The Loafer Dilemma

The loafer style shoe is a perfect example of the difficulty of finding a balance between fashion and function. A loafer has great styling but lacks basic function if you have lower extremity conditions. The challenge for this style shoe for both men and women is hidden in its simple features. Its soft heel counter makes it an exceptionally easy shoe to slip on, but to keep the shoe on the forepart of the foot has to be very snug. The loose heel construction allows the heel to slip while walking. The shoe stays on the foot by providing a snug fit through the forefoot region. The snugness of the fit as well as heel slippage increases friction against the skin which can lead to a higher rate of callus build up on the feet which can be a significant cause of foot pain.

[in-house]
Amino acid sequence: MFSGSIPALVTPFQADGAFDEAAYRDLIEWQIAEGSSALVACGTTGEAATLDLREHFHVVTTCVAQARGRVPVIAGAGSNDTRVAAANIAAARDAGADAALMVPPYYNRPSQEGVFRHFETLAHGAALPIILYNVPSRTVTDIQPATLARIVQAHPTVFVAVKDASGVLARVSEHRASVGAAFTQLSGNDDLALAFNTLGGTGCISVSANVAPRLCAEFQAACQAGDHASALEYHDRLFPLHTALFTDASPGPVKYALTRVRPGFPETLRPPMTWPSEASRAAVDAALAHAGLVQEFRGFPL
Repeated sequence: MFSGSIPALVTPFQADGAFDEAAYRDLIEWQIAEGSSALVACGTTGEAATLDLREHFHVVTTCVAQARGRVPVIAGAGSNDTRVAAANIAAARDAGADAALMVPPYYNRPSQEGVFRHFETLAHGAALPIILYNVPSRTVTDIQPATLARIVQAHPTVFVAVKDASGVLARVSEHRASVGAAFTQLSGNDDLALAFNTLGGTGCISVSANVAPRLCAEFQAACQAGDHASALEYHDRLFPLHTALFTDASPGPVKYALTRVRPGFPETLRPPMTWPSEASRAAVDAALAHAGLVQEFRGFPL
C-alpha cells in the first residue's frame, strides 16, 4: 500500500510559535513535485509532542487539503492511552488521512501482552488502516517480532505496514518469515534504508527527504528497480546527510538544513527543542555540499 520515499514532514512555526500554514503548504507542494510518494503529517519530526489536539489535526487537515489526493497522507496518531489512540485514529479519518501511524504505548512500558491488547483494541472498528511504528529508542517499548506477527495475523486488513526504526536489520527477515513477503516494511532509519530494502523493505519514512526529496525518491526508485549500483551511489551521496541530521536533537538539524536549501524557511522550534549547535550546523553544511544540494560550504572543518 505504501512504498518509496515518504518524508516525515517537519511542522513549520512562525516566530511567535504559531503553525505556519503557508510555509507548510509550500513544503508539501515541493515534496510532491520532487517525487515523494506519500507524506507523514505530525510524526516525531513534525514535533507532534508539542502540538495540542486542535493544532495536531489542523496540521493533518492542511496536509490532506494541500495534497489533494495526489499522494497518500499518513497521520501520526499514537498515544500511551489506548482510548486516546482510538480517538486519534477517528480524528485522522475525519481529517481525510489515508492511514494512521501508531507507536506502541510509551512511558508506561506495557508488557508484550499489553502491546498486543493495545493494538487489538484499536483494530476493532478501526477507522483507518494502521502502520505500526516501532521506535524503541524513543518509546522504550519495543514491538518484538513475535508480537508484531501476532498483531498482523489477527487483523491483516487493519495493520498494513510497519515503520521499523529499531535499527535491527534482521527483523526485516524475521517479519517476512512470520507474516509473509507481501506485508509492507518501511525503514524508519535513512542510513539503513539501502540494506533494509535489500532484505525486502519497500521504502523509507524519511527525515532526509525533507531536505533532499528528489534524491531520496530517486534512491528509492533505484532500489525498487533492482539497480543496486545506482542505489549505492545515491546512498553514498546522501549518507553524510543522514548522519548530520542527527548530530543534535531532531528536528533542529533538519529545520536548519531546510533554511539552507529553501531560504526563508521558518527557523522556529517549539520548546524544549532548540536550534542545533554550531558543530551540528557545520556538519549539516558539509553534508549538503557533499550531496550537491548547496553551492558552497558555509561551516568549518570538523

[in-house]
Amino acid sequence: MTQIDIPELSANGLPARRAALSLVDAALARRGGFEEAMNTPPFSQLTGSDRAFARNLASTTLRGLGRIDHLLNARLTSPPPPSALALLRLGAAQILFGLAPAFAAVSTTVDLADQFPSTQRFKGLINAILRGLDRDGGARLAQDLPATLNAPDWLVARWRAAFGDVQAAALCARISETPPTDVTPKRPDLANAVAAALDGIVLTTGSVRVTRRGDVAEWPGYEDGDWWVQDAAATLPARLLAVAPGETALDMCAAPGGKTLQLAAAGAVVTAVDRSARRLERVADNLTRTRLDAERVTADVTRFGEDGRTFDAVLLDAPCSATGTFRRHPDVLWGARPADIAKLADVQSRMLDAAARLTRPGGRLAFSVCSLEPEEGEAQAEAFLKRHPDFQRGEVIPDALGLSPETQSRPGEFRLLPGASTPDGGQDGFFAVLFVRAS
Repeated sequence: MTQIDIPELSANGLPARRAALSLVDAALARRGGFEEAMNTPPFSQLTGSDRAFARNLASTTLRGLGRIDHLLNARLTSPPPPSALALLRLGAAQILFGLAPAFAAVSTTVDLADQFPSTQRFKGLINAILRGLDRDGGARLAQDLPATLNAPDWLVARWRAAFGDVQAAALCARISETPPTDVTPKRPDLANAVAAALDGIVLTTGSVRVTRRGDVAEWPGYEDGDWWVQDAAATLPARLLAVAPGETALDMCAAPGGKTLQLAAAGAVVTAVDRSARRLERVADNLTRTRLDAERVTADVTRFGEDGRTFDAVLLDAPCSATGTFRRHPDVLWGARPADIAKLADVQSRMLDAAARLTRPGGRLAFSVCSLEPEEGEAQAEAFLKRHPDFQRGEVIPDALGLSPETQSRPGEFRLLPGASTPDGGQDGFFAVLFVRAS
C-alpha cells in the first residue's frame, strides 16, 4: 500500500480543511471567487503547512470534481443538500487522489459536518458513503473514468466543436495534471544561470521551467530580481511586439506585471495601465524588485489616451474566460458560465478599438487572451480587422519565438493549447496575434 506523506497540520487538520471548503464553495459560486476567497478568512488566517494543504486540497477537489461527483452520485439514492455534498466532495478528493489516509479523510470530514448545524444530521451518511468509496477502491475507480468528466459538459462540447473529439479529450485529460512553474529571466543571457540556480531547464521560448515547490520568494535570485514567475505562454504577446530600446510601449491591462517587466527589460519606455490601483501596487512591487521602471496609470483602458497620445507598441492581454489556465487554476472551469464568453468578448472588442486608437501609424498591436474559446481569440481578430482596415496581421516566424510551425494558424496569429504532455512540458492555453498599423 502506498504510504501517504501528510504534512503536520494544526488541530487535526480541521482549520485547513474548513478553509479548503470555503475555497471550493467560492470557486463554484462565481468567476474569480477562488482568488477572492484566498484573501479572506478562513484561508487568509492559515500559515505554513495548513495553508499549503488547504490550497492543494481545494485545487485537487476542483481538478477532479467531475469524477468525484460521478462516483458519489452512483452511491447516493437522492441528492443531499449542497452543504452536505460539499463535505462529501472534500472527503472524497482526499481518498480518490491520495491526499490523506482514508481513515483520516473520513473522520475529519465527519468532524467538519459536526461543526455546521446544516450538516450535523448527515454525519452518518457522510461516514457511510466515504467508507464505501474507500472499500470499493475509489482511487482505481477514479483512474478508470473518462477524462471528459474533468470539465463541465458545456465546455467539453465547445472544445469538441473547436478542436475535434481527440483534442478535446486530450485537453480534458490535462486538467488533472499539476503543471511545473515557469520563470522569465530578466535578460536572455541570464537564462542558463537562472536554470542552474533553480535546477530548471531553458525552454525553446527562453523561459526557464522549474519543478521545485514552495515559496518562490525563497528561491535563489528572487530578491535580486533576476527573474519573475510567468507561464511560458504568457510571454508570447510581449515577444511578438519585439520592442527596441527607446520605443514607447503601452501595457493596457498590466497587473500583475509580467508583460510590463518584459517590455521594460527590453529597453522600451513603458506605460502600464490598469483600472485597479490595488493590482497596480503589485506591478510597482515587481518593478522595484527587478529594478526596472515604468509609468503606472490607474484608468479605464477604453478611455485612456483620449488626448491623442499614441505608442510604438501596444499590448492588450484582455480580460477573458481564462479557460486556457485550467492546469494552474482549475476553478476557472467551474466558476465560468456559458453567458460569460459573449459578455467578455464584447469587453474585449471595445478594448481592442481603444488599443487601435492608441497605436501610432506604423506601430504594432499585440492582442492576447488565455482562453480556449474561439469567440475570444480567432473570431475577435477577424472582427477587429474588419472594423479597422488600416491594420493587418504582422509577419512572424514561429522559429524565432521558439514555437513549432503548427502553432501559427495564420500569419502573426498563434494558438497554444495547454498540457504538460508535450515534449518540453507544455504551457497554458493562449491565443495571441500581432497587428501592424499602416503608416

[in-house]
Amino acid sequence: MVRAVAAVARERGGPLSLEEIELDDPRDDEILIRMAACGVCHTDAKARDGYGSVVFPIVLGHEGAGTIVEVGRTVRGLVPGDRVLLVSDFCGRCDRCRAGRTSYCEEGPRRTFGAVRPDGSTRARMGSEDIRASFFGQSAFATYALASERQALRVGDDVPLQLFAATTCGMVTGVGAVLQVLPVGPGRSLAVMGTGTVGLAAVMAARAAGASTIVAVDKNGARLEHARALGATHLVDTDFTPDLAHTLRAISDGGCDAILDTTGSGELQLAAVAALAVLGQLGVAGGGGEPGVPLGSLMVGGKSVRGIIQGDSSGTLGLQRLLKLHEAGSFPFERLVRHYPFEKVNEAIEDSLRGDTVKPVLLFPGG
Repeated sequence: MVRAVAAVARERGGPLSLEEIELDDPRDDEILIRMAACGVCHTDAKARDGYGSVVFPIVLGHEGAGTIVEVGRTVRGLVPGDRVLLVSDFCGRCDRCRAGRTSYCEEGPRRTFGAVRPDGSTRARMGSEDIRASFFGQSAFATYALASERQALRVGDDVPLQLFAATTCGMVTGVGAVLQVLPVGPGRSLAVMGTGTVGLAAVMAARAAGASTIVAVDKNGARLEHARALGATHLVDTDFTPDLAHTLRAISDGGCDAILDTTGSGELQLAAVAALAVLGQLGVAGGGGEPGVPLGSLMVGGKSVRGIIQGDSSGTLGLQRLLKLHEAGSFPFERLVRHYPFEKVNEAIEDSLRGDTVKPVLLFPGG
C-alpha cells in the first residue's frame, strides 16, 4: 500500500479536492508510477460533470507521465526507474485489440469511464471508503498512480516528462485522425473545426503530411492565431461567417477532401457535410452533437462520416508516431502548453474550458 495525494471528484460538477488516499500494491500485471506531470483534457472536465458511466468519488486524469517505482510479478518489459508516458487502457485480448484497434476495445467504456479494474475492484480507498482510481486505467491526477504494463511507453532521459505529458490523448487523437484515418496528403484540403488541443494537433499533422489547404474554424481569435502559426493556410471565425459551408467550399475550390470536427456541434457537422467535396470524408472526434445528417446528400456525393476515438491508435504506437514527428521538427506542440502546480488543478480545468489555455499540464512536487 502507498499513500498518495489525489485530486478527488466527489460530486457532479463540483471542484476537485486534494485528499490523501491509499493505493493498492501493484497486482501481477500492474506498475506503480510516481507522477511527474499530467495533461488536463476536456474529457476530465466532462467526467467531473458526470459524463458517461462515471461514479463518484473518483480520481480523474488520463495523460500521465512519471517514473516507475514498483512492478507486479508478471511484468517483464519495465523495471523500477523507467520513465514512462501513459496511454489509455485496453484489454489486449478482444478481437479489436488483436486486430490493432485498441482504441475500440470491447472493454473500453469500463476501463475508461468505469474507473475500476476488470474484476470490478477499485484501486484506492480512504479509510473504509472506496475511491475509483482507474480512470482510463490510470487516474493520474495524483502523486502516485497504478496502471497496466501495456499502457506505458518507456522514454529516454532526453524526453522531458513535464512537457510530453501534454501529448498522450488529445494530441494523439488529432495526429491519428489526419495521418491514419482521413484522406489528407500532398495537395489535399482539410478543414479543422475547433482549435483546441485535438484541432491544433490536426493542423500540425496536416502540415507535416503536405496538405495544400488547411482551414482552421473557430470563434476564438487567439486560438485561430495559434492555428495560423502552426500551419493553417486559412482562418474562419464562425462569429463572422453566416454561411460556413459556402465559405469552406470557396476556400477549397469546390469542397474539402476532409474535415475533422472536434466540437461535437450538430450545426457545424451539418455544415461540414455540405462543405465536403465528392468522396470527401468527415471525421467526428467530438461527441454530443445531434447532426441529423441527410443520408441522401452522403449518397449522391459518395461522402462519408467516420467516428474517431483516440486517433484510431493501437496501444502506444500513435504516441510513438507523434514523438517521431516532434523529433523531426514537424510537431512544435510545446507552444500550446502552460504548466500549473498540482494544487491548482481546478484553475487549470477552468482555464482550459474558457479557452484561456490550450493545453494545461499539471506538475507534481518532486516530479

As a shoe becomes easier to slip on, its support decreases. Many treatments for foot conditions utilize a stable shoe, a lace up fit, and a temporary use of an orthotic to control foot motion. This shoe design is not recommended as it does not stabilize the foot because of its slip on style and its inability to incorporate the use of an orthotic. Despite all the style and practicality of the loafer it won’t be the shoe your healthcare provider recommends if you are actively being treated for a lower extremity condition. If you have loafers in the closet, or you have one that you are eyeing for purchase, don’t worry as many lower extremity healthcare conditions are treatable and won’t require long term footwear changes.